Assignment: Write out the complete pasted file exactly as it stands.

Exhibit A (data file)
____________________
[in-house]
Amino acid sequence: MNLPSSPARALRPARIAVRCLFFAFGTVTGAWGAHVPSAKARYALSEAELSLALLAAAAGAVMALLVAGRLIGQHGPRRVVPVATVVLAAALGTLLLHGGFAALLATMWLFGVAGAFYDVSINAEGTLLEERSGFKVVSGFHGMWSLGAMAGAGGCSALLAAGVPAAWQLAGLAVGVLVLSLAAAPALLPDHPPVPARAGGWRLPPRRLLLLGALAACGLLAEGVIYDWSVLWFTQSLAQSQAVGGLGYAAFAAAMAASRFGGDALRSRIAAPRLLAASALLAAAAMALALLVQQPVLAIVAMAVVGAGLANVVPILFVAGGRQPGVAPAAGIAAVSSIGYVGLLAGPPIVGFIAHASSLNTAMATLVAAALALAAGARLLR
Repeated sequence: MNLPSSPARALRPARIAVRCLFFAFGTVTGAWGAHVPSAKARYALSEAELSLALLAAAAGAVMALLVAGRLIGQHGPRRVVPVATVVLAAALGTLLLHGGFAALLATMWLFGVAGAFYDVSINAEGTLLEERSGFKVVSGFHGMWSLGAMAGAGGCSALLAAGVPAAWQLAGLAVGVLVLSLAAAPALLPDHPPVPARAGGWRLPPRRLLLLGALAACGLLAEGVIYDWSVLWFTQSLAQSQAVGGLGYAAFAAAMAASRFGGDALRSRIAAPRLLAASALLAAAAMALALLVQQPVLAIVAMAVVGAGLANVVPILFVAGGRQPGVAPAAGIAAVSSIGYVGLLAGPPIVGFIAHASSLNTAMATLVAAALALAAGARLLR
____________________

[in-house]
Amino acid sequence: MNLPSSPARALRPARIAVRCLFFAFGTVTGAWGAHVPSAKARYALSEAELSLALLAAAAGAVMALLVAGRLIGQHGPRRVVPVATVVLAAALGTLLLHGGFAALLATMWLFGVAGAFYDVSINAEGTLLEERSGFKVVSGFHGMWSLGAMAGAGGCSALLAAGVPAAWQLAGLAVGVLVLSLAAAPALLPDHPPVPARAGGWRLPPRRLLLLGALAACGLLAEGVIYDWSVLWFTQSLAQSQAVGGLGYAAFAAAMAASRFGGDALRSRIAAPRLLAASALLAAAAMALALLVQQPVLAIVAMAVVGAGLANVVPILFVAGGRQPGVAPAAGIAAVSSIGYVGLLAGPPIVGFIAHASSLNTAMATLVAAALALAAGARLLR
Repeated sequence: MNLPSSPARALRPARIAVRCLFFAFGTVTGAWGAHVPSAKARYALSEAELSLALLAAAAGAVMALLVAGRLIGQHGPRRVVPVATVVLAAALGTLLLHGGFAALLATMWLFGVAGAFYDVSINAEGTLLEERSGFKVVSGFHGMWSLGAMAGAGGCSALLAAGVPAAWQLAGLAVGVLVLSLAAAPALLPDHPPVPARAGGWRLPPRRLLLLGALAACGLLAEGVIYDWSVLWFTQSLAQSQAVGGLGYAAFAAAMAASRFGGDALRSRIAAPRLLAASALLAAAAMALALLVQQPVLAIVAMAVVGAGLANVVPILFVAGGRQPGVAPAAGIAAVSSIGYVGLLAGPPIVGFIAHASSLNTAMATLVAAALALAAGARLLR